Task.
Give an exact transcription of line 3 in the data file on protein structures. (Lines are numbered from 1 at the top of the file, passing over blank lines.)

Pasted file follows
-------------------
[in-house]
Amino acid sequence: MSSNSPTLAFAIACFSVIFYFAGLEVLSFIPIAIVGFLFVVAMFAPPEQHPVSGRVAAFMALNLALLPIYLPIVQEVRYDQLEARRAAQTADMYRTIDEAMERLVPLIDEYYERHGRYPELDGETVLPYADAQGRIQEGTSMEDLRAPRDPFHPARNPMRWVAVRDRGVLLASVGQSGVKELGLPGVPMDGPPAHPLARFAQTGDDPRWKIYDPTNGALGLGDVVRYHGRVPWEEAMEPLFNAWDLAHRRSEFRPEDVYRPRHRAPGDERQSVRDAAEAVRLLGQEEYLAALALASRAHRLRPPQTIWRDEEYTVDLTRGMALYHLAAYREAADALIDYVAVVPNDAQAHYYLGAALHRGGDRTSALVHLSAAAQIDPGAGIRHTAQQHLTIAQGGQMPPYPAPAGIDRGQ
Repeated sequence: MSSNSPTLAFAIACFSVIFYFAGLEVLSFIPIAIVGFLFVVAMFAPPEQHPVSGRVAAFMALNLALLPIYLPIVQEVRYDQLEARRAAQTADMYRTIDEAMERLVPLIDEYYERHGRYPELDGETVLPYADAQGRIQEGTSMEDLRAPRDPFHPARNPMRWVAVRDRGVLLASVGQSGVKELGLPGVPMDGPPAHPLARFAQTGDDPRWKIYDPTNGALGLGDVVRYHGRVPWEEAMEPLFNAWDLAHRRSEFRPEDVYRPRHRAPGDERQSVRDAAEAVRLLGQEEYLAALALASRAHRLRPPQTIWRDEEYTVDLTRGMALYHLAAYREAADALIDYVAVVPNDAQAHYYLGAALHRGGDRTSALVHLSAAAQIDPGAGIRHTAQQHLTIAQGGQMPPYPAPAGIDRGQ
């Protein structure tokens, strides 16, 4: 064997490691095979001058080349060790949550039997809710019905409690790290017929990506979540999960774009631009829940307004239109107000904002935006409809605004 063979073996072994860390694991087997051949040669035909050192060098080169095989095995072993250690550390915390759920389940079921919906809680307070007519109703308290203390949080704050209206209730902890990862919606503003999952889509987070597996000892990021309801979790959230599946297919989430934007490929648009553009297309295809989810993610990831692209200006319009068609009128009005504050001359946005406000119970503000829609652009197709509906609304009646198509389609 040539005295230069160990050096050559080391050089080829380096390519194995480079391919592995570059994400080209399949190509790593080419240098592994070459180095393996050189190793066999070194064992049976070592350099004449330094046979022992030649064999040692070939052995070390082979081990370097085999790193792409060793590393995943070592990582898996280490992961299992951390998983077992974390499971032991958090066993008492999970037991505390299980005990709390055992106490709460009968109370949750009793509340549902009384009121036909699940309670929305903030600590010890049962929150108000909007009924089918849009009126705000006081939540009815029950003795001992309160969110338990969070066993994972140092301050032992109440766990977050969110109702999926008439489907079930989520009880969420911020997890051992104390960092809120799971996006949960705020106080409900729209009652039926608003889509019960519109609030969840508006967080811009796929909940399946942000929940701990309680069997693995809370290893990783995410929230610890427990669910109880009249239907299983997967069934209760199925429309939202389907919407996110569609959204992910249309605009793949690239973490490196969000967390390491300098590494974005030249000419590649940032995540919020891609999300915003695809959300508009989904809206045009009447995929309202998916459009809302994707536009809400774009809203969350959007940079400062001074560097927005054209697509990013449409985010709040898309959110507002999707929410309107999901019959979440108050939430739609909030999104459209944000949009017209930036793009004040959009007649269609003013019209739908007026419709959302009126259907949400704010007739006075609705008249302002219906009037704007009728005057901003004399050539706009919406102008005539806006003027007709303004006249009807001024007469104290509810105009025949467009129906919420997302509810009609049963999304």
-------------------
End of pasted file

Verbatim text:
Repeated sequence: MSSNSPTLAFAIACFSVIFYFAGLEVLSFIPIAIVGFLFVVAMFAPPEQHPVSGRVAAFMALNLALLPIYLPIVQEVRYDQLEARRAAQTADMYRTIDEAMERLVPLIDEYYERHGRYPELDGETVLPYADAQGRIQEGTSMEDLRAPRDPFHPARNPMRWVAVRDRGVLLASVGQSGVKELGLPGVPMDGPPAHPLARFAQTGDDPRWKIYDPTNGALGLGDVVRYHGRVPWEEAMEPLFNAWDLAHRRSEFRPEDVYRPRHRAPGDERQSVRDAAEAVRLLGQEEYLAALALASRAHRLRPPQTIWRDEEYTVDLTRGMALYHLAAYREAADALIDYVAVVPNDAQAHYYLGAALHRGGDRTSALVHLSAAAQIDPGAGIRHTAQQHLTIAQGGQMPPYPAPAGIDRGQ